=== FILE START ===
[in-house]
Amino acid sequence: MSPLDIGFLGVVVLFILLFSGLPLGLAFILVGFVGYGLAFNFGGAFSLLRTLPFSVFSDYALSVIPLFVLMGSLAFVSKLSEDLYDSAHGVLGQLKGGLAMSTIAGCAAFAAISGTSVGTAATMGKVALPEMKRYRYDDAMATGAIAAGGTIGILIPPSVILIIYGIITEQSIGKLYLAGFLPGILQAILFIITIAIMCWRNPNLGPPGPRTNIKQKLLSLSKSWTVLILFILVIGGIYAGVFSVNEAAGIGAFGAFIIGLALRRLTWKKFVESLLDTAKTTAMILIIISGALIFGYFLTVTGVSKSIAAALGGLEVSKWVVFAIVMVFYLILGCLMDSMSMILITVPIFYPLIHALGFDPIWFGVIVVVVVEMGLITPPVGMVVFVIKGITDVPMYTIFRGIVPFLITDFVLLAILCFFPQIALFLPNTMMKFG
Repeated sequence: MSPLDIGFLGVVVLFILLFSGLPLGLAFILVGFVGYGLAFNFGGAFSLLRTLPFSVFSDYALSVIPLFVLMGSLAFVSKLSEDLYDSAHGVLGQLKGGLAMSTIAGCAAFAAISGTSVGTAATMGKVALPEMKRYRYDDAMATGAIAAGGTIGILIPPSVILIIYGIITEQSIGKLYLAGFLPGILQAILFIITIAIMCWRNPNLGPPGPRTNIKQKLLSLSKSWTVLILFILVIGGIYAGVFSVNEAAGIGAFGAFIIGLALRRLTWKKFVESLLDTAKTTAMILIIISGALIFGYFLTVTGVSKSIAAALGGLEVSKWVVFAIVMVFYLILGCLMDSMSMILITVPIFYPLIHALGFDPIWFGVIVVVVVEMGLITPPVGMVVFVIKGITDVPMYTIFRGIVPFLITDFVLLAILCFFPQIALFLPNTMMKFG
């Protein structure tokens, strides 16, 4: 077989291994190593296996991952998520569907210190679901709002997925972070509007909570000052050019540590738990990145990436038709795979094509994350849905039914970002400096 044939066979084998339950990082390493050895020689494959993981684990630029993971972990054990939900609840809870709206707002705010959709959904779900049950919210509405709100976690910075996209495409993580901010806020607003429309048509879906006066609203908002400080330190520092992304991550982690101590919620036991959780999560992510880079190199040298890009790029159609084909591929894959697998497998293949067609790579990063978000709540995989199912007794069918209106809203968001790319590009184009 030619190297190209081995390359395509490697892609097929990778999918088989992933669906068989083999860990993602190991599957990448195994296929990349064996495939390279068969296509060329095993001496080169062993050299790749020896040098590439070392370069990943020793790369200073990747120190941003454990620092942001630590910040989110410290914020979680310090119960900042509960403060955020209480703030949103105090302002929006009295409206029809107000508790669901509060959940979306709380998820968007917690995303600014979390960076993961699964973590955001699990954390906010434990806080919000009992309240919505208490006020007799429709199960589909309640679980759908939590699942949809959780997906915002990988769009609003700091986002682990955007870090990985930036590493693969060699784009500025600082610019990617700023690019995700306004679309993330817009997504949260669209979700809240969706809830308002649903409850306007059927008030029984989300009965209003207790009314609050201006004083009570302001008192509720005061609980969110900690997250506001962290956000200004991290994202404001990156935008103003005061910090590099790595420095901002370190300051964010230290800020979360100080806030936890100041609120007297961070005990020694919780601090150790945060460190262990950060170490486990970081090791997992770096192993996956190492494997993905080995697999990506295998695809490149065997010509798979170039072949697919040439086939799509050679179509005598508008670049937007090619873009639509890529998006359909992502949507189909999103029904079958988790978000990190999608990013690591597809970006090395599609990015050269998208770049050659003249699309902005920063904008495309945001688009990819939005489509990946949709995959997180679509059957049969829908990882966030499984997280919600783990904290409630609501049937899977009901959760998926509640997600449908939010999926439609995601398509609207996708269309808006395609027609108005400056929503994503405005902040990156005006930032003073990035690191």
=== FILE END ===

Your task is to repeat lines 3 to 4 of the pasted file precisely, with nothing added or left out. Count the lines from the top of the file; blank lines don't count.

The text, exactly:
Repeated sequence: MSPLDIGFLGVVVLFILLFSGLPLGLAFILVGFVGYGLAFNFGGAFSLLRTLPFSVFSDYALSVIPLFVLMGSLAFVSKLSEDLYDSAHGVLGQLKGGLAMSTIAGCAAFAAISGTSVGTAATMGKVALPEMKRYRYDDAMATGAIAAGGTIGILIPPSVILIIYGIITEQSIGKLYLAGFLPGILQAILFIITIAIMCWRNPNLGPPGPRTNIKQKLLSLSKSWTVLILFILVIGGIYAGVFSVNEAAGIGAFGAFIIGLALRRLTWKKFVESLLDTAKTTAMILIIISGALIFGYFLTVTGVSKSIAAALGGLEVSKWVVFAIVMVFYLILGCLMDSMSMILITVPIFYPLIHALGFDPIWFGVIVVVVVEMGLITPPVGMVVFVIKGITDVPMYTIFRGIVPFLITDFVLLAILCFFPQIALFLPNTMMKFG
């Protein structure tokens, strides 16, 4: 077989291994190593296996991952998520569907210190679901709002997925972070509007909570000052050019540590738990990145990436038709795979094509994350849905039914970002400096 044939066979084998339950990082390493050895020689494959993981684990630029993971972990054990939900609840809870709206707002705010959709959904779900049950919210509405709100976690910075996209495409993580901010806020607003429309048509879906006066609203908002400080330190520092992304991550982690101590919620036991959780999560992510880079190199040298890009790029159609084909591929894959697998497998293949067609790579990063978000709540995989199912007794069918209106809203968001790319590009184009 030619190297190209081995390359395509490697892609097929990778999918088989992933669906068989083999860990993602190991599957990448195994296929990349064996495939390279068969296509060329095993001496080169062993050299790749020896040098590439070392370069990943020793790369200073990747120190941003454990620092942001630590910040989110410290914020979680310090119960900042509960403060955020209480703030949103105090302002929006009295409206029809107000508790669901509060959940979306709380998820968007917690995303600014979390960076993961699964973590955001699990954390906010434990806080919000009992309240919505208490006020007799429709199960589909309640679980759908939590699942949809959780997906915002990988769009609003700091986002682990955007870090990985930036590493693969060699784009500025600082610019990617700023690019995700306004679309993330817009997504949260669209979700809240969706809830308002649903409850306007059927008030029984989300009965209003207790009314609050201006004083009570302001008192509720005061609980969110900690997250506001962290956000200004991290994202404001990156935008103003005061910090590099790595420095901002370190300051964010230290800020979360100080806030936890100041609120007297961070005990020694919780601090150790945060460190262990950060170490486990970081090791997992770096192993996956190492494997993905080995697999990506295998695809490149065997010509798979170039072949697919040439086939799509050679179509005598508008670049937007090619873009639509890529998006359909992502949507189909999103029904079958988790978000990190999608990013690591597809970006090395599609990015050269998208770049050659003249699309902005920063904008495309945001688009990819939005489509990946949709995959997180679509059957049969829908990882966030499984997280919600783990904290409630609501049937899977009901959760998926509640997600449908939010999926439609995601398509609207996708269309808006395609027609108005400056929503994503405005902040990156005006930032003073990035690191």